Wednesday, November 11, 2015

EMvTW 43: Species 8472 Bioship

NOTE:  You can click on most pictures to get a larger view of them.

[Editor's Note (June 2016): This will mark my second re-write of this article.  Now that I've written over 50 of these Eaglemoss vs. The World articles, I feel like I've developed a certain style and flow to the articles and I wanted to make all of them have that same feel across the series.  Consider this the REFIT version of the original article.]

Eaglemoss decided to tackle the Species 8472 Bioship with thier 43rd issue.  I'm also happy to report that I actually have another manufacturer's version of this vessel to compare it with.


My collection consists of a whopping two versions of this ship, one from Eaglemoss and one from Furuta.

Eaglemoss vs. Furuta

I write this particular series of articles to give a good side-by-side comparison of the various pre-built and pre-painted small scale starships available to a collector.  I found that there was a serious lack of material showing what they looked like next to each other thus not giving me a good informed choice on what to buy.  I decided to start providing this information myself since I ended up buying the different manufacturer renditions of the same ship.

So now I present to you what I like to call "the gravy shot", a series of pictures I wished I had seen long ago, and the main reason I started this blog.

Eaglemoss vs. Furuta

Furuta vs. Eaglemoss

As far as size goes, the Furuta model is ever so slightly larger than Eaglemoss' ship.  There are tons of difference though between the two models.

Eaglemoss

 
 
 
 

I guess the first thing that came to mind when I got this and looked at it in the OVER-SIZED packaging was... IT'S SO SMALL!!!


It comes in the standard sized box that most of the Eaglemoss models come in, yet it only takes up the bottom third of the box.  And most of the box s just empty space.  That sort of packaging makes the buyer feel like they are not getting thier money's worth.

And unfortunately, it is as small as it looks.  It probably is one of the smallest and lightest ships of the Eaglemoss collection.

The stand feels awkward and although it holds the ship just fine, it looks like a good bump will send the ship crashing down.

Like the Tholian Webspinner, the Xind Insectoid ship, it's tough to determine a top and bottom of the ship, but that is the nature of what this vessel is.

As usual, Eaglemoss has done a fantastic job with the sculpting and molding on the plastic and metal parts.  I've seen complaints from other reviewers that the details are repetitive, but given the nature of the ship, I'm not sure what they were expecting.  I really like that they showed off some parts of the ship that the other manufacturer decided to "glaze over", like the central core.

The ship is well painted too.  I actually found it quite eye catching.  Yes, like the molding, the paint scheme is repetitive, but once again, this is a living ship that looks the same from all three different angles so I'm not sure what the critics were expecting.  My only complaint is that the core part of the ship was a bit drab being all one color.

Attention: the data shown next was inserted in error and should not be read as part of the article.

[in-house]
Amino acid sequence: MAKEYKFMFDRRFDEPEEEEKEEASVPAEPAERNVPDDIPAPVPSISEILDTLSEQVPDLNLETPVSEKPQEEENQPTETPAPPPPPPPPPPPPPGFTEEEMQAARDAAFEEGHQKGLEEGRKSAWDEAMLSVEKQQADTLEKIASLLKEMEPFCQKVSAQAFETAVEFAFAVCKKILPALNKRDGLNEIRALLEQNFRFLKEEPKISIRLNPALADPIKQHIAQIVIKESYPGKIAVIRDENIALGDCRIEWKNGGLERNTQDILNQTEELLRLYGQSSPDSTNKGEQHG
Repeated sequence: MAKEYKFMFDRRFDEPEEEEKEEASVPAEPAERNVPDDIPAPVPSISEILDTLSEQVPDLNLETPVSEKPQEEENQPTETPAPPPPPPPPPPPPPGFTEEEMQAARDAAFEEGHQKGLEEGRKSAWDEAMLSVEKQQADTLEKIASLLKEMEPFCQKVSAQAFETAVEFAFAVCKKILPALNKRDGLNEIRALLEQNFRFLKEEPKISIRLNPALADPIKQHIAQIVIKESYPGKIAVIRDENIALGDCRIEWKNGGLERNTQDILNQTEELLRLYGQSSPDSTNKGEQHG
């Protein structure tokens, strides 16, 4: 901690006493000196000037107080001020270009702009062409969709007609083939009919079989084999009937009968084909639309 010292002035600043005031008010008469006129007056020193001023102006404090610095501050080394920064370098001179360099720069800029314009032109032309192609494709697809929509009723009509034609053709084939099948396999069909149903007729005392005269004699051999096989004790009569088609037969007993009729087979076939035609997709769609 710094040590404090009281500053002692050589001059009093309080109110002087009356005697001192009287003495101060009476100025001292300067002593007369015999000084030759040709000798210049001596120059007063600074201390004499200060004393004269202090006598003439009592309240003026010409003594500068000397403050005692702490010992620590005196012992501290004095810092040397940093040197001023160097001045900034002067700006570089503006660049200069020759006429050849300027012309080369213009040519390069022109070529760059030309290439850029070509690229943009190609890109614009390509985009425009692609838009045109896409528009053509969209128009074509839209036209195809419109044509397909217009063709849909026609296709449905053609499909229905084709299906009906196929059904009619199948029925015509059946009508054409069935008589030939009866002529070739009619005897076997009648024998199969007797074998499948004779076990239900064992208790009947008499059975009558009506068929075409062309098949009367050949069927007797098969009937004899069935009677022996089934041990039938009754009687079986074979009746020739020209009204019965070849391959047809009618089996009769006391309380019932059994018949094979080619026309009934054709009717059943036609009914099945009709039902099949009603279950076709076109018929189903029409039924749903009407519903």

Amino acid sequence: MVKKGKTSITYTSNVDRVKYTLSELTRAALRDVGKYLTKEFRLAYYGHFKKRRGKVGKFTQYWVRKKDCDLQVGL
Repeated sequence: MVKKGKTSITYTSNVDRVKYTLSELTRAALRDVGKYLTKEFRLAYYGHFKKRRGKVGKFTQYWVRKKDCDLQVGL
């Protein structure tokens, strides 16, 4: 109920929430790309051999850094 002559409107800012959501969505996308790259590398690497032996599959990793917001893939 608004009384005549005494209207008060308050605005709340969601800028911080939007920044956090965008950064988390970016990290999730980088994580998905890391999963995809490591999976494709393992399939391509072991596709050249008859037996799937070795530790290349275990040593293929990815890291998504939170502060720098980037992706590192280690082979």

Honestly though, if you are looking for highly detailed views of this ship, take a look at the magazine as it really has some good shots of the ship.  Eaglemoss has done a great job of trying to replicate it in thier model.

Furuta

 
 
 
 

And here comes my standard copy and paste bit every time I review a Furuta model, but I feel that it is important for my first time readers to understand this part about Furuta....

Furuta is a Japanese company that produced a series of gashapon toys.  Gashapon toys are meant to be nothing more than cheap little $1 to $5 bubble gum machine prizes.  I like to remind my readers of this fact so that they can take any critical reviews I may make in the spirit it is given.  I am in no way expecting these toys to be on the level of a Hallmark, Eaglemoss or Hot wheels toy.  I found a neat video about these types of toys and you can check that out at THIS LINK.

When I started using Furuta toys to fill in gaps in my collection, I though it was super cool that I was able to add the bioship to my fleet.  The price was super cheap at the time and quite frankly, for what it is, the model is pretty decent too.

The shape was great, and the colors were drab enough to convey that this was not your standard metallic ship.  Like Eaglemoss, the details, both molded and painted were repetitive, but this was fine with me.

Conclusion

And now, let us do a quick check on eBay to get some prices of the ships I've shared with you.  I will continue with the tradition of rounding up the most inexpensive Buy-It-Now prices (with shipping included in that price) from eBay at the time of this article's writing.

Eaglemoss = $25
Furuta = $15

We now come to the part of my article where I like to give you my opinion of which ship gives you the "best bang for the buck", which is my rough way of telling you which one is the best one to get, for the best price.  To put this in a nutshell, when I write these, I am trying to give my opinion of which model is the best for the least cost.

I was super pleased with the work Eaglemoss did on thier model.  I only wish it had been slightly bigger.  Of my two bioships, Eaglemoss' version blows away the Furuta model as far as the details go, and is definitely worth paying more than twice as much for it.

As always, I hope you found this article useful and informative.  If you have any questions, comments or suggestions, please feel free to comment.

So for now, "Live long and prosper!!!"

Additional Links To Photos Of My Collection:

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